Reflecting on the “difficult ten years” that accompanied a ludicrous refusal to accept his leading-man days were at an end, Jeremy Irons acknowledges: “When you start getting bored with your work, you start behaving badly.” Those fortunate enough to have witnessed Jeremy’s extraordinary range of meltdowns during this regrettable period can confirm this most precious of peacocks didn’t disappoint! 

Will Sheen shine?

With Emily Maitlis struggling to see off pushy former Newsnight colleague Sam McAlister (her Prince Andrew drama coming out before Emily’s), the onus now falls to Michael Sheen to spare the poor girl’s blushes. 

Cast as Andrew in Maitlis’ upcoming and officially beleaguered Amazon version of the sorry tale, Michael truly needs to have brought his A-game, should there be any chance of rescuing matters. This naturally requires the tip-top chameleon Sheen of old, rather than the less intriguing version of late, banging on about Welsh socialism.

Normally uninterested in any words of wisdom from yours truly regarding his own “acting career”, the nephew suddenly proved unusually eager to pick one’s brains about the Edinburgh Festival, having apparently been cast in “two plays” this summer. With the lad continuing to appear oddly receptive to my wide-ranging views on the pros and cons of the Scottish capital in August, it eventually emerged he was expecting me to fork out for his exorbitantly priced accommodation!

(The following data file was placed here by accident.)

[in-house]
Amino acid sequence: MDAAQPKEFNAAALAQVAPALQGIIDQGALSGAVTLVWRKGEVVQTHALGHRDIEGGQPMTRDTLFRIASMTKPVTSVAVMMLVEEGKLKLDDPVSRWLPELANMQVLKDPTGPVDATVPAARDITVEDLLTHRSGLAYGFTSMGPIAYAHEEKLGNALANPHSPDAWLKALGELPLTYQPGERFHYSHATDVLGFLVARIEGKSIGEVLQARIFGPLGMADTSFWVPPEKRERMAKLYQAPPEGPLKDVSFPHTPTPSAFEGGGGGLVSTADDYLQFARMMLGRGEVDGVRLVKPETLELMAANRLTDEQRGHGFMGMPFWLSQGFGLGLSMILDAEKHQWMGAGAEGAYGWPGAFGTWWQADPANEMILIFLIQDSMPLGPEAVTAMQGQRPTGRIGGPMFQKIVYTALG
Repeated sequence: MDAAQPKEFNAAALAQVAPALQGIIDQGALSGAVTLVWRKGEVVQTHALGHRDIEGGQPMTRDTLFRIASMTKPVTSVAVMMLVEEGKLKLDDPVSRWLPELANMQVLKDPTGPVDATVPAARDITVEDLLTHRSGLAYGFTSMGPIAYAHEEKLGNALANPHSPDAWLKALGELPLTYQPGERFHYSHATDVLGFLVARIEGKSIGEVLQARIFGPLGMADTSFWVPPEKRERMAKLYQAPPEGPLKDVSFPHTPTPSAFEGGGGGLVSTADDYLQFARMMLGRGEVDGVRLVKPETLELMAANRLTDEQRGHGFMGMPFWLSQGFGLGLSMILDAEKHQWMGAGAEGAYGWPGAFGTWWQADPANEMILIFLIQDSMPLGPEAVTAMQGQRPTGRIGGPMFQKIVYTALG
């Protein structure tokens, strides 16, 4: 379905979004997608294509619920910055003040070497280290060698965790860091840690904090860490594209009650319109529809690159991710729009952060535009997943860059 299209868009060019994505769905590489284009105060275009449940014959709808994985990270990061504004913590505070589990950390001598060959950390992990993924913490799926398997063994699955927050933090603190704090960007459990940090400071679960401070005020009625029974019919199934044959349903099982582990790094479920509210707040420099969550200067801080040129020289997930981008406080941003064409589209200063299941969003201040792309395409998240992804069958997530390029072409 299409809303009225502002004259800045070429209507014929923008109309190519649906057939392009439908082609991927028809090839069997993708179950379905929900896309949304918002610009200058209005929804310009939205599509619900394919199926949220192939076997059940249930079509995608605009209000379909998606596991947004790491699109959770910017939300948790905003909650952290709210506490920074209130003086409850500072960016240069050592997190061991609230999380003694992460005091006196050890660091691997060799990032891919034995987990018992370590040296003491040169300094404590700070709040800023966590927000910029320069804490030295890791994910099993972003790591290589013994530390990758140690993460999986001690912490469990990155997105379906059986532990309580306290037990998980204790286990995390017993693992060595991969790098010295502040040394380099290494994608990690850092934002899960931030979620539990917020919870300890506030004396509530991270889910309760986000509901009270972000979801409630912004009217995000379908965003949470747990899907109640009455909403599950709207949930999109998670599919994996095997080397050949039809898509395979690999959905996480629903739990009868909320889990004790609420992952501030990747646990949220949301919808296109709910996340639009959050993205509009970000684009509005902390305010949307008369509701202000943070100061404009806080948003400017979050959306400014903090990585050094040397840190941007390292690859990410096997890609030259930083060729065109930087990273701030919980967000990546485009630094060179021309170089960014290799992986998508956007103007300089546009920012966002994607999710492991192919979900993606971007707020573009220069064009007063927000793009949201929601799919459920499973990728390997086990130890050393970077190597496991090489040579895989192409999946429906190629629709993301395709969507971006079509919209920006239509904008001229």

Reduced to making bogus claims he’s “responsible” for the deaths of Rod Hull and Harry Secombe, Brandreth’s insatiable need for public attention descends to tragic levels. With Gyles no longer so adept at covering his tracks, we must brace ourselves for this once remarkable chancer resorting to increasingly wild fabrications as dotage sets in.

Offering a rare olive branch to heterosexuals “making a fuss” about the modern-day direction of Doctor Who, showrunner Russell T Davies reassuringly announces: “Even if you’re straight as a nail, come and watch because there’s lots in this for you.” Such open-mindedness towards this difficult minority can only be applauded.